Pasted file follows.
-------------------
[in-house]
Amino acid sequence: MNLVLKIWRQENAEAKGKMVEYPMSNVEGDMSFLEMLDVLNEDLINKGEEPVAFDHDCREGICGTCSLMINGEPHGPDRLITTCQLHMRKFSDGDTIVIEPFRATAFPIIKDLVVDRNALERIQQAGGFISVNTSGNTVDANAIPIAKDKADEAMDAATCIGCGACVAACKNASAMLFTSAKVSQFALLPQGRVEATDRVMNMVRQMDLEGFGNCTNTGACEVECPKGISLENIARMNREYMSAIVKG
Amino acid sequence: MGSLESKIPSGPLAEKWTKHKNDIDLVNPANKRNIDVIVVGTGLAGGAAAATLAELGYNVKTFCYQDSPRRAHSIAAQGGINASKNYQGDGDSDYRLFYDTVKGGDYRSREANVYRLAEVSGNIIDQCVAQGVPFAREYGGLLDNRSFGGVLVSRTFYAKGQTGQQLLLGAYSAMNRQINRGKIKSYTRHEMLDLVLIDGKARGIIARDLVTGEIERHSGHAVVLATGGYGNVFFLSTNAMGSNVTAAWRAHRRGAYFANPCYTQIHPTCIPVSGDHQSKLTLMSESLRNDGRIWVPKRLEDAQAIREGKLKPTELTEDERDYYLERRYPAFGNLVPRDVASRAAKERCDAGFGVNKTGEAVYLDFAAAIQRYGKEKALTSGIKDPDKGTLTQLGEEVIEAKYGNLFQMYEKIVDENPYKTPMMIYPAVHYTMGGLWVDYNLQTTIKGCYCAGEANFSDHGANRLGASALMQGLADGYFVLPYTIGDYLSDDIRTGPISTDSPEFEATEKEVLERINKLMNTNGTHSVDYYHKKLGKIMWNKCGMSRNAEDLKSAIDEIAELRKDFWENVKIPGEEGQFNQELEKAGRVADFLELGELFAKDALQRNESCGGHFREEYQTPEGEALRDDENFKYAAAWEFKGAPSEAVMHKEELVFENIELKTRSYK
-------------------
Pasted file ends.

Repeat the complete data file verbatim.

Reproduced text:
[in-house]
Amino acid sequence: MNLVLKIWRQENAEAKGKMVEYPMSNVEGDMSFLEMLDVLNEDLINKGEEPVAFDHDCREGICGTCSLMINGEPHGPDRLITTCQLHMRKFSDGDTIVIEPFRATAFPIIKDLVVDRNALERIQQAGGFISVNTSGNTVDANAIPIAKDKADEAMDAATCIGCGACVAACKNASAMLFTSAKVSQFALLPQGRVEATDRVMNMVRQMDLEGFGNCTNTGACEVECPKGISLENIARMNREYMSAIVKG
Amino acid sequence: MGSLESKIPSGPLAEKWTKHKNDIDLVNPANKRNIDVIVVGTGLAGGAAAATLAELGYNVKTFCYQDSPRRAHSIAAQGGINASKNYQGDGDSDYRLFYDTVKGGDYRSREANVYRLAEVSGNIIDQCVAQGVPFAREYGGLLDNRSFGGVLVSRTFYAKGQTGQQLLLGAYSAMNRQINRGKIKSYTRHEMLDLVLIDGKARGIIARDLVTGEIERHSGHAVVLATGGYGNVFFLSTNAMGSNVTAAWRAHRRGAYFANPCYTQIHPTCIPVSGDHQSKLTLMSESLRNDGRIWVPKRLEDAQAIREGKLKPTELTEDERDYYLERRYPAFGNLVPRDVASRAAKERCDAGFGVNKTGEAVYLDFAAAIQRYGKEKALTSGIKDPDKGTLTQLGEEVIEAKYGNLFQMYEKIVDENPYKTPMMIYPAVHYTMGGLWVDYNLQTTIKGCYCAGEANFSDHGANRLGASALMQGLADGYFVLPYTIGDYLSDDIRTGPISTDSPEFEATEKEVLERINKLMNTNGTHSVDYYHKKLGKIMWNKCGMSRNAEDLKSAIDEIAELRKDFWENVKIPGEEGQFNQELEKAGRVADFLELGELFAKDALQRNESCGGHFREEYQTPEGEALRDDENFKYAAAWEFKGAPSEAVMHKEELVFENIELKTRSYK